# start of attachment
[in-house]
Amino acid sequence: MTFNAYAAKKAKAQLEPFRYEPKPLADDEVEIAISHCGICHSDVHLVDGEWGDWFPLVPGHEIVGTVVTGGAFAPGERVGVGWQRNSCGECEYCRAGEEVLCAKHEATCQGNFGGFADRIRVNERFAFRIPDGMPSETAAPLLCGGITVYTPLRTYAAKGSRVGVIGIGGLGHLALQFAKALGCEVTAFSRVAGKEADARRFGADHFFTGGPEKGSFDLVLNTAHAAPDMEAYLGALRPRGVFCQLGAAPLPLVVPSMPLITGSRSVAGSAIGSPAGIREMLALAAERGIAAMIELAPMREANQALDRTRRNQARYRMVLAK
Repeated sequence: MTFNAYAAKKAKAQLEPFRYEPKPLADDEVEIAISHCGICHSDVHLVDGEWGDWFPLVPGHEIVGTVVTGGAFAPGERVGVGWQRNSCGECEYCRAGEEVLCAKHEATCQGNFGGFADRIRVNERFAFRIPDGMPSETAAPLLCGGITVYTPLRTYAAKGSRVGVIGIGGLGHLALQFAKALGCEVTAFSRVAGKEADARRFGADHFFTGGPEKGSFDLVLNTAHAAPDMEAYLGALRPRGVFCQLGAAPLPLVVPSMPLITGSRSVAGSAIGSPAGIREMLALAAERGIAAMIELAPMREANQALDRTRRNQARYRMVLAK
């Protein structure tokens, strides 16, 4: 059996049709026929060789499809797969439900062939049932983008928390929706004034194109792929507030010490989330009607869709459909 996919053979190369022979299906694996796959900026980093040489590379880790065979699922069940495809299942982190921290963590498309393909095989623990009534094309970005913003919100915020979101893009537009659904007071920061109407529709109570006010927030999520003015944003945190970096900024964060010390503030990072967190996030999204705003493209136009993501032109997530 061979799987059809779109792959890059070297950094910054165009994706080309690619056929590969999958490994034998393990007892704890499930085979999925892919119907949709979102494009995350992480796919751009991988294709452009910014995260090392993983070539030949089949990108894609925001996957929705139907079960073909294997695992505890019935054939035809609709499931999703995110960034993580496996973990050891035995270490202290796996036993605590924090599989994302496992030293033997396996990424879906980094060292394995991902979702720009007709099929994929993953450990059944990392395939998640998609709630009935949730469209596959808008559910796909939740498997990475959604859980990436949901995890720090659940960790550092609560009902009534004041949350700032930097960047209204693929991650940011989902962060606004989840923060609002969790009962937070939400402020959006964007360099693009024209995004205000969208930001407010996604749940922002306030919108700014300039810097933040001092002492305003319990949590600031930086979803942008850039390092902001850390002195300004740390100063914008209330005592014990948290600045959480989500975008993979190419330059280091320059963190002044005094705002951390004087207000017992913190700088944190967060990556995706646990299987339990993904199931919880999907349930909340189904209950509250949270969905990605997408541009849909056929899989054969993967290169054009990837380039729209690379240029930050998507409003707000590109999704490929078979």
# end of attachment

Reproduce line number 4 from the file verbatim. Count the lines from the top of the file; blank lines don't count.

């Protein structure tokens, strides 16, 4: 059996049709026929060789499809797969439900062939049932983008928390929706004034194109792929507030010490989330009607869709459909 996919053979190369022979299906694996796959900026980093040489590379880790065979699922069940495809299942982190921290963590498309393909095989623990009534094309970005913003919100915020979101893009537009659904007071920061109407529709109570006010927030999520003015944003945190970096900024964060010390503030990072967190996030999204705003493209136009993501032109997530 061979799987059809779109792959890059070297950094910054165009994706080309690619056929590969999958490994034998393990007892704890499930085979999925892919119907949709979102494009995350992480796919751009991988294709452009910014995260090392993983070539030949089949990108894609925001996957929705139907079960073909294997695992505890019935054939035809609709499931999703995110960034993580496996973990050891035995270490202290796996036993605590924090599989994302496992030293033997396996990424879906980094060292394995991902979702720009007709099929994929993953450990059944990392395939998640998609709630009935949730469209596959808008559910796909939740498997990475959604859980990436949901995890720090659940960790550092609560009902009534004041949350700032930097960047209204693929991650940011989902962060606004989840923060609002969790009962937070939400402020959006964007360099693009024209995004205000969208930001407010996604749940922002306030919108700014300039810097933040001092002492305003319990949590600031930086979803942008850039390092902001850390002195300004740390100063914008209330005592014990948290600045959480989500975008993979190419330059280091320059963190002044005094705002951390004087207000017992913190700088944190967060990556995706646990299987339990993904199931919880999907349930909340189904209950509250949270969905990605997408541009849909056929899989054969993967290169054009990837380039729209690379240029930050998507409003707000590109999704490929078979």